Ordinary Love

I write about dukes. If one of my heroes was around today, he'd be wearing a Rolex, using imported dental floss, and instructing his driver to drop by Tiffany's. In short, I'm a hopeless snob, at least when it comes to fantasy. According to recent news stories, I'm not alone; apparently American girls are stalking British bars hoping to snag Prince Harry. It could be said that as a country, we have a fascination with the wealthy titled class. However, four terrific romances just convinced me that every author doesn't think a coronet is the equivalent of a halo. In these novels, characters do not draw their appeal from their other-worldliness, their dissimilarity from you and me, but from their down-to-earth normality.

 

Eileen Dreyer's Never a Gentleman looks squarely at the problem I lay out above. If we Americans think that high birth is sexy, what do we think of the middle class? Are regular people sexy? What if—as in the premise of Dreyer's book—a gentleman is forced to marry a plain soldier's daughter with callused hands and no knowledge of the ton? And what if his physical beauty matches his birth and wealth? Diccan Hilliard is appalled when he ends up married to an awkward, aging virgin. But Grace Fairchild is an utterly fascinating heroine: honest, strong, forthright, and deeply loving. Even when Diccan breaks her heart (in one of the most wrenching scenes of betrayal I've ever read), she doesn't run away. Grace astonished me, and she constantly did the same for Diccan. You'll find yourself rooting for Diccan to escape his "prison of perfection," as he labels it, and become Grace's lover, rather than just her husband.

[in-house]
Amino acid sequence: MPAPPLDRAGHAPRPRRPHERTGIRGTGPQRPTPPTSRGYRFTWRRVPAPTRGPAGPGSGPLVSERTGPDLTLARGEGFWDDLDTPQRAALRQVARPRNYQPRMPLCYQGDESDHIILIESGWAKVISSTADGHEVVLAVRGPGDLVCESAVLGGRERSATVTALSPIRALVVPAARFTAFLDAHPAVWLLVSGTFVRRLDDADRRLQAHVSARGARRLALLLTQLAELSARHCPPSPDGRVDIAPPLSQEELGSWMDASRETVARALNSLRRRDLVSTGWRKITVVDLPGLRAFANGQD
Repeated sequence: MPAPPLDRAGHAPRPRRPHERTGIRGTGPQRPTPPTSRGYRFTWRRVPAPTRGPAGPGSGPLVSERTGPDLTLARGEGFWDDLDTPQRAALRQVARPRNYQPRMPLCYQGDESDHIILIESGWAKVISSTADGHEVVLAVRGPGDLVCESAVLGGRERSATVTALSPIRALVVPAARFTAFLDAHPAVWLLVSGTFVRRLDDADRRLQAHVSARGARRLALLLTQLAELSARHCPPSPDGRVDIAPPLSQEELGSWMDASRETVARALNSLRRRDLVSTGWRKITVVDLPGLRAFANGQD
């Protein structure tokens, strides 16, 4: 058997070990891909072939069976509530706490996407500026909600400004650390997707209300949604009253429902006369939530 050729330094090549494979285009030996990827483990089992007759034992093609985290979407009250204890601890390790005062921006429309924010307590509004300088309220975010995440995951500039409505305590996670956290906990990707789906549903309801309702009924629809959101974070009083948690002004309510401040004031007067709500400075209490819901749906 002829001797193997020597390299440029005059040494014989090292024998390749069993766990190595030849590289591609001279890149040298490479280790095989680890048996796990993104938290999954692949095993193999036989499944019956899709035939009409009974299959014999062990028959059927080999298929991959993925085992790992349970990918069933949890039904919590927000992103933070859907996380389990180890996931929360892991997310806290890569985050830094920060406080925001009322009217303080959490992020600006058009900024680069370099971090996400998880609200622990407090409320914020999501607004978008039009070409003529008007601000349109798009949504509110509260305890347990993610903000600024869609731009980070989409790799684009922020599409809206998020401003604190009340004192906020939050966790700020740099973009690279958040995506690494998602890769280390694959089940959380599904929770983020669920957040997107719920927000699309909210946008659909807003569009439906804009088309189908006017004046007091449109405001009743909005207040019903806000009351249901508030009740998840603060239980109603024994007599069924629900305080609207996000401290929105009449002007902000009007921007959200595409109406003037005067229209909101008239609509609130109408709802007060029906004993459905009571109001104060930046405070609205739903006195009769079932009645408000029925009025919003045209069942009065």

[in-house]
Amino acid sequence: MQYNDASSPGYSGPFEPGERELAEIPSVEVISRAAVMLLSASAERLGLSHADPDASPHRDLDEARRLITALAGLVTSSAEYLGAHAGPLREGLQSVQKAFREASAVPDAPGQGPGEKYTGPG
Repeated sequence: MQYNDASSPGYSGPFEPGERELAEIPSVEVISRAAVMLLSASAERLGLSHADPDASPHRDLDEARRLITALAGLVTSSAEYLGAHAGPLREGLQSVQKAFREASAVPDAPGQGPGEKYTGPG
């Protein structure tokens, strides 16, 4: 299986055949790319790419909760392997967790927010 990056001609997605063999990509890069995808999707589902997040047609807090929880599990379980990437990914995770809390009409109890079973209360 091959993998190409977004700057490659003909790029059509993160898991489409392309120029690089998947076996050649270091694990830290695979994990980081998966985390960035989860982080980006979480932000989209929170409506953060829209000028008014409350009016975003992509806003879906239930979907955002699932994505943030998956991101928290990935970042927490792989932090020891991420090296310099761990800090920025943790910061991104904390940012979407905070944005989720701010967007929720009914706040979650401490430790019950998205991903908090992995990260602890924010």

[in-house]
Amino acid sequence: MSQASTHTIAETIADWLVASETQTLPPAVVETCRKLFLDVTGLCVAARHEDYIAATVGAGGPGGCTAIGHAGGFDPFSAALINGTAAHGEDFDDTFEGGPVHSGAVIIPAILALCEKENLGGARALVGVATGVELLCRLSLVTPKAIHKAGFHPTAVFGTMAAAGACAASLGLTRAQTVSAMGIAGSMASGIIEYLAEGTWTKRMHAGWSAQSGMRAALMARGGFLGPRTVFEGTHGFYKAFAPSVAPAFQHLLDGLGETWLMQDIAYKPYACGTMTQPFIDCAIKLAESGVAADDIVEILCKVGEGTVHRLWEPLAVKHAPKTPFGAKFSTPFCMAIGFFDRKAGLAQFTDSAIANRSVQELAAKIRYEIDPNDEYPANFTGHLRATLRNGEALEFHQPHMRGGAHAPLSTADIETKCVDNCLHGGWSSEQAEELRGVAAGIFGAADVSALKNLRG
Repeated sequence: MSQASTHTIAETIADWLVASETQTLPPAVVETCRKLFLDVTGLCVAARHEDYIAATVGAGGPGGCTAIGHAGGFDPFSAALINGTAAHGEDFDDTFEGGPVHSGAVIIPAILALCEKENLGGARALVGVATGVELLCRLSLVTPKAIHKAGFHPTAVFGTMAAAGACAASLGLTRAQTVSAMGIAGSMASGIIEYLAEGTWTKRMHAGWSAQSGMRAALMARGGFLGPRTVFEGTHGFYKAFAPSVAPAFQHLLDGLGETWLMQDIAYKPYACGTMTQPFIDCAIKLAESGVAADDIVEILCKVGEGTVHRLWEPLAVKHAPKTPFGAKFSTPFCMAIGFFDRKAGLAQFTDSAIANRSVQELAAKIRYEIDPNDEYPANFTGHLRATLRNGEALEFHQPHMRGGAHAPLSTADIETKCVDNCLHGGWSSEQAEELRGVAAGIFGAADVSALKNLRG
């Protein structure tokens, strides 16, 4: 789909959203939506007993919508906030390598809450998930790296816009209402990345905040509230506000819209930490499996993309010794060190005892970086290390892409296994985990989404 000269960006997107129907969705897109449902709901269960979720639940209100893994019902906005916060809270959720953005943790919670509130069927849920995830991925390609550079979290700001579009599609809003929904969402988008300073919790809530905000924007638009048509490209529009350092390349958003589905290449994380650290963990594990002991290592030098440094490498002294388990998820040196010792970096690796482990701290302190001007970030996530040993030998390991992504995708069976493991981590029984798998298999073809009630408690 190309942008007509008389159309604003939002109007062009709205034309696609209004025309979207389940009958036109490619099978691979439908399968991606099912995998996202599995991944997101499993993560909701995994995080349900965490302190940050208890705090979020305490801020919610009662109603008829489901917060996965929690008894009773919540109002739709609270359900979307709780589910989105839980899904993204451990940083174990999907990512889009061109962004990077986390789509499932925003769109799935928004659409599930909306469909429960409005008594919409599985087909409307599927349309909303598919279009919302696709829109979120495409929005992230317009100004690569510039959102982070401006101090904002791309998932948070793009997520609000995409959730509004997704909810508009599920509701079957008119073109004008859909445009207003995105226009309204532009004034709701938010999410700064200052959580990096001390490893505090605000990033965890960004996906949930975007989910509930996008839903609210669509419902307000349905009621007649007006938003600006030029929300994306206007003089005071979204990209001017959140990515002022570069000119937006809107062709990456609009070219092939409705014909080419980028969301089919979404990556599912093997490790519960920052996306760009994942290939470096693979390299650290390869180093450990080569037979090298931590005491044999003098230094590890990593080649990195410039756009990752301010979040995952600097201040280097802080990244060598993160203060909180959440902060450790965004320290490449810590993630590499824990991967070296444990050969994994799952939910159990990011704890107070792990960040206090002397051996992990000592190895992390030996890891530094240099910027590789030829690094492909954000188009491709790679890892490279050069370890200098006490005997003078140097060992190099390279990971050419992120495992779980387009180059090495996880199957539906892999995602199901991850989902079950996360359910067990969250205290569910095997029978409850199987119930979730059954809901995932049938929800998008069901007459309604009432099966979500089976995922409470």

Jodi Thomas's Texas Blue is also a historical, set in 1875, but being a western, it has no truck with titles. Even so, the novel circles around notions of class and hierarchy. Lewton Paterson is a gambling man whose lifelong dream is to marry "up," which in this case means finding his way into middle-class respectability. So he scrams a ride to Texas, and sets out to seduce his way into the McMurray ranching family. Lewton is the ultimate anti-hero: "in twenty-eight years he'd seen nothing worth risking his life for, nothing he loved worth dying to protect…life was a game and the man leaving the table with the most chips won." As it turns out, his targeted bride, Emily McMurray, is determined never to marry, so when Lewton arrives on his courting mission, he actually meets her friend Tamela disguised as Emily. Lewton hires the real Emily (for $5/hour) to teach him about ranching, and finds himself falling for a girl who cannot give him the respectable life he wants so badly—or so he thinks. Texas Blue is a story of a very dear, big-hearted if bumbling, gambler and an exasperated woman who reluctantly teaches him all about ranching and falls in love at the same time. You'll finish this book with a big sigh. Lewton is brave, handsome, hairy (to Emily's mind)—anything but a gentleman, but as he says in the end, he's also the "luckiest man alive."

 

As a romance writer, it's a bit hard to write about Nora Roberts. How can someone as prolific as Nora (as with royalty, a single name suffices) write one of the best novels I read all month? It doesn't seem fair! Chasing Fire is a terrific romance, one of her very best, in my opinion. Nora's heroine, Rowan Tripp, is the kind of firefighter who leaps out of a plane to put out forest wildfires. When she's not chasing fires, she trains the rookies—one of whom is Gulliver Curry. This novel takes the question of class and compounds it: Rowan is, practically speaking, Gulliver's boss. And as she tells him, she doesn't hook up with "rookies, snookies or other smoke jumpers." Nora doesn't always choose to write heart-pounding books about gritty, brave characters (her bridal books feature charming, rich characters). But there is no one who does rough-and-tumble suspense better than she does. Rowan is the kind of woman who can hold her own with high-testosterone firefighters: she can knock a man on his ass, knock back six shots of tequila, and turn down the sexiest man on the team because, as she says, "once you mix sex into it, even smart people can get stupid." Gull is a match for her, though: persistent, charming, and downright heroic once it becomes clear that a murderer lurks in the ranks of the smoke jumpers. I challenge you not to stay up late reading Chasing Fire: it kept me turning pages until 3 AM.